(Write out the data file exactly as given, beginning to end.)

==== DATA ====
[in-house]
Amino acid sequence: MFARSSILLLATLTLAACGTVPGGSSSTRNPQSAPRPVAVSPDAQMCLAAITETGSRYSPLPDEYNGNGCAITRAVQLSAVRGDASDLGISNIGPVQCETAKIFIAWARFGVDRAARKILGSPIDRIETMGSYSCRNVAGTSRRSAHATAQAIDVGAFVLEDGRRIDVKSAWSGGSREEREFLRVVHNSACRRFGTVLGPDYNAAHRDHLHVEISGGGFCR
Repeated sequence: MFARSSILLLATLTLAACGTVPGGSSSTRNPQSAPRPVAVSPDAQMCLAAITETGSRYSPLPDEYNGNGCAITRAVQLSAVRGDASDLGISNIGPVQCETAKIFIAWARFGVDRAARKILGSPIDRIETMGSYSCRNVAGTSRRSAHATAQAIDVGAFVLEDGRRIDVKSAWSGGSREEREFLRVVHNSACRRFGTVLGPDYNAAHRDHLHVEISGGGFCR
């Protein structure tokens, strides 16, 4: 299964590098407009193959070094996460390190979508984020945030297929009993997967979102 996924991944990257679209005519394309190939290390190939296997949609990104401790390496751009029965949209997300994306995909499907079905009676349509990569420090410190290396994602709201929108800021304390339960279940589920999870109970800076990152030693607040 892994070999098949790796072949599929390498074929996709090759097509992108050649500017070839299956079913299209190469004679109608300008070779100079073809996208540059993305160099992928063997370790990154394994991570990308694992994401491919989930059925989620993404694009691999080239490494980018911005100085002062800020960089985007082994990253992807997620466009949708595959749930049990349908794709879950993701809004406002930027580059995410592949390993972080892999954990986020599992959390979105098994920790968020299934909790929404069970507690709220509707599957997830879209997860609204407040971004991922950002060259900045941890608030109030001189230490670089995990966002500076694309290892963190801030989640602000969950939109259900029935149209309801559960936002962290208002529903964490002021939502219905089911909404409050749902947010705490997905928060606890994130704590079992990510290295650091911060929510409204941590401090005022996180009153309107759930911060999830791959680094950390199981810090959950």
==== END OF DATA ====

[in-house]
Amino acid sequence: MFARSSILLLATLTLAACGTVPGGSSSTRNPQSAPRPVAVSPDAQMCLAAITETGSRYSPLPDEYNGNGCAITRAVQLSAVRGDASDLGISNIGPVQCETAKIFIAWARFGVDRAARKILGSPIDRIETMGSYSCRNVAGTSRRSAHATAQAIDVGAFVLEDGRRIDVKSAWSGGSREEREFLRVVHNSACRRFGTVLGPDYNAAHRDHLHVEISGGGFCR
Repeated sequence: MFARSSILLLATLTLAACGTVPGGSSSTRNPQSAPRPVAVSPDAQMCLAAITETGSRYSPLPDEYNGNGCAITRAVQLSAVRGDASDLGISNIGPVQCETAKIFIAWARFGVDRAARKILGSPIDRIETMGSYSCRNVAGTSRRSAHATAQAIDVGAFVLEDGRRIDVKSAWSGGSREEREFLRVVHNSACRRFGTVLGPDYNAAHRDHLHVEISGGGFCR
């Protein structure tokens, strides 16, 4: 299964590098407009193959070094996460390190979508984020945030297929009993997967979102 996924991944990257679209005519394309190939290390190939296997949609990104401790390496751009029965949209997300994306995909499907079905009676349509990569420090410190290396994602709201929108800021304390339960279940589920999870109970800076990152030693607040 892994070999098949790796072949599929390498074929996709090759097509992108050649500017070839299956079913299209190469004679109608300008070779100079073809996208540059993305160099992928063997370790990154394994991570990308694992994401491919989930059925989620993404694009691999080239490494980018911005100085002062800020960089985007082994990253992807997620466009949708595959749930049990349908794709879950993701809004406002930027580059995410592949390993972080892999954990986020599992959390979105098994920790968020299934909790929404069970507690709220509707599957997830879209997860609204407040971004991922950002060259900045941890608030109030001189230490670089995990966002500076694309290892963190801030989640602000969950939109259900029935149209309801559960936002962290208002529903964490002021939502219905089911909404409050749902947010705490997905928060606890994130704590079992990510290295650091911060929510409204941590401090005022996180009153309107759930911060999830791959680094950390199981810090959950």